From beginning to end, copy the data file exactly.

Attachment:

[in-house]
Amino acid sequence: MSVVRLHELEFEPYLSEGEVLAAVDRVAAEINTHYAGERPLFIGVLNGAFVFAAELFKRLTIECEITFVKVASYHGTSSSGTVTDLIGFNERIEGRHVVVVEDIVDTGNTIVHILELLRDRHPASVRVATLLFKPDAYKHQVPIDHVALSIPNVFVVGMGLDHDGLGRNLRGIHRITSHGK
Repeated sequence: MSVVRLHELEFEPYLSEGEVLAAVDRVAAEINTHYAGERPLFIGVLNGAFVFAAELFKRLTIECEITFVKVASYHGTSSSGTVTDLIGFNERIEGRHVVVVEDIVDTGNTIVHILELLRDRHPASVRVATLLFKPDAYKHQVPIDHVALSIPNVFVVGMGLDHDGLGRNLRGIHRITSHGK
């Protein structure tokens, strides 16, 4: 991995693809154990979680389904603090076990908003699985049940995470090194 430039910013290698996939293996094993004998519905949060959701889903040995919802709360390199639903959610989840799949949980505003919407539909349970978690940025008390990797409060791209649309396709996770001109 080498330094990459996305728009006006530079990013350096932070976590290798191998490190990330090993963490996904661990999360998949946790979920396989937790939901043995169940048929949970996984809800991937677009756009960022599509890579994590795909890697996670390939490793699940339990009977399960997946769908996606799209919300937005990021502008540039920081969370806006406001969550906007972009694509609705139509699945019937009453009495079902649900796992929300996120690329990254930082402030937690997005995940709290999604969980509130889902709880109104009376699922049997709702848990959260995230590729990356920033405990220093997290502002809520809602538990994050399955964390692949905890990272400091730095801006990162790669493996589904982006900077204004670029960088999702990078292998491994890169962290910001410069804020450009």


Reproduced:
[in-house]
Amino acid sequence: MSVVRLHELEFEPYLSEGEVLAAVDRVAAEINTHYAGERPLFIGVLNGAFVFAAELFKRLTIECEITFVKVASYHGTSSSGTVTDLIGFNERIEGRHVVVVEDIVDTGNTIVHILELLRDRHPASVRVATLLFKPDAYKHQVPIDHVALSIPNVFVVGMGLDHDGLGRNLRGIHRITSHGK
Repeated sequence: MSVVRLHELEFEPYLSEGEVLAAVDRVAAEINTHYAGERPLFIGVLNGAFVFAAELFKRLTIECEITFVKVASYHGTSSSGTVTDLIGFNERIEGRHVVVVEDIVDTGNTIVHILELLRDRHPASVRVATLLFKPDAYKHQVPIDHVALSIPNVFVVGMGLDHDGLGRNLRGIHRITSHGK
């Protein structure tokens, strides 16, 4: 991995693809154990979680389904603090076990908003699985049940995470090194 430039910013290698996939293996094993004998519905949060959701889903040995919802709360390199639903959610989840799949949980505003919407539909349970978690940025008390990797409060791209649309396709996770001109 080498330094990459996305728009006006530079990013350096932070976590290798191998490190990330090993963490996904661990999360998949946790979920396989937790939901043995169940048929949970996984809800991937677009756009960022599509890579994590795909890697996670390939490793699940339990009977399960997946769908996606799209919300937005990021502008540039920081969370806006406001969550906007972009694509609705139509699945019937009453009495079902649900796992929300996120690329990254930082402030937690997005995940709290999604969980509130889902709880109104009376699922049997709702848990959260995230590729990356920033405990220093997290502002809520809602538990994050399955964390692949905890990272400091730095801006990162790669493996589904982006900077204004670029960088999702990078292998491994890169962290910001410069804020450009």